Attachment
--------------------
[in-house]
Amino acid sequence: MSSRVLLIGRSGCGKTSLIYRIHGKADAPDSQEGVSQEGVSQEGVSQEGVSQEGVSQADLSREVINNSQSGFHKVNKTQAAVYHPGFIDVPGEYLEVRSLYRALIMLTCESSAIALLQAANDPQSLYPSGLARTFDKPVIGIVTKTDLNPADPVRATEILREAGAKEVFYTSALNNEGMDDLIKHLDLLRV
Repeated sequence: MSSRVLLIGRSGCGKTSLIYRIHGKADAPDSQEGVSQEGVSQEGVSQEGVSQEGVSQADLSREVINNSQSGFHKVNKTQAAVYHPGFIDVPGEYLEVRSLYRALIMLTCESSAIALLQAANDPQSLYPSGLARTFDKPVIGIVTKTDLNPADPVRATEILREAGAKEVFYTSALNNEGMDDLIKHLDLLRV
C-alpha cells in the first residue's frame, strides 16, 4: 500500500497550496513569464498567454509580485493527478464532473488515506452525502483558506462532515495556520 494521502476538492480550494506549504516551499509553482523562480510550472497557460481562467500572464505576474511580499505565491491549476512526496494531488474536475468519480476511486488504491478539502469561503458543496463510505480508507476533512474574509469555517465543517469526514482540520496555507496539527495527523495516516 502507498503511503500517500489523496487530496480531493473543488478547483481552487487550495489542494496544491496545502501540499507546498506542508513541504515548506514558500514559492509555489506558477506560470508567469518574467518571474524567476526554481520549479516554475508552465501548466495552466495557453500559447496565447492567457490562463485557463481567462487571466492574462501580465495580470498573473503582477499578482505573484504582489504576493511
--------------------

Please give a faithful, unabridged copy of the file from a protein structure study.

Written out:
[in-house]
Amino acid sequence: MSSRVLLIGRSGCGKTSLIYRIHGKADAPDSQEGVSQEGVSQEGVSQEGVSQEGVSQADLSREVINNSQSGFHKVNKTQAAVYHPGFIDVPGEYLEVRSLYRALIMLTCESSAIALLQAANDPQSLYPSGLARTFDKPVIGIVTKTDLNPADPVRATEILREAGAKEVFYTSALNNEGMDDLIKHLDLLRV
Repeated sequence: MSSRVLLIGRSGCGKTSLIYRIHGKADAPDSQEGVSQEGVSQEGVSQEGVSQEGVSQADLSREVINNSQSGFHKVNKTQAAVYHPGFIDVPGEYLEVRSLYRALIMLTCESSAIALLQAANDPQSLYPSGLARTFDKPVIGIVTKTDLNPADPVRATEILREAGAKEVFYTSALNNEGMDDLIKHLDLLRV
C-alpha cells in the first residue's frame, strides 16, 4: 500500500497550496513569464498567454509580485493527478464532473488515506452525502483558506462532515495556520 494521502476538492480550494506549504516551499509553482523562480510550472497557460481562467500572464505576474511580499505565491491549476512526496494531488474536475468519480476511486488504491478539502469561503458543496463510505480508507476533512474574509469555517465543517469526514482540520496555507496539527495527523495516516 502507498503511503500517500489523496487530496480531493473543488478547483481552487487550495489542494496544491496545502501540499507546498506542508513541504515548506514558500514559492509555489506558477506560470508567469518574467518571474524567476526554481520549479516554475508552465501548466495552466495557453500559447496565447492567457490562463485557463481567462487571466492574462501580465495580470498573473503582477499578482505573484504582489504576493511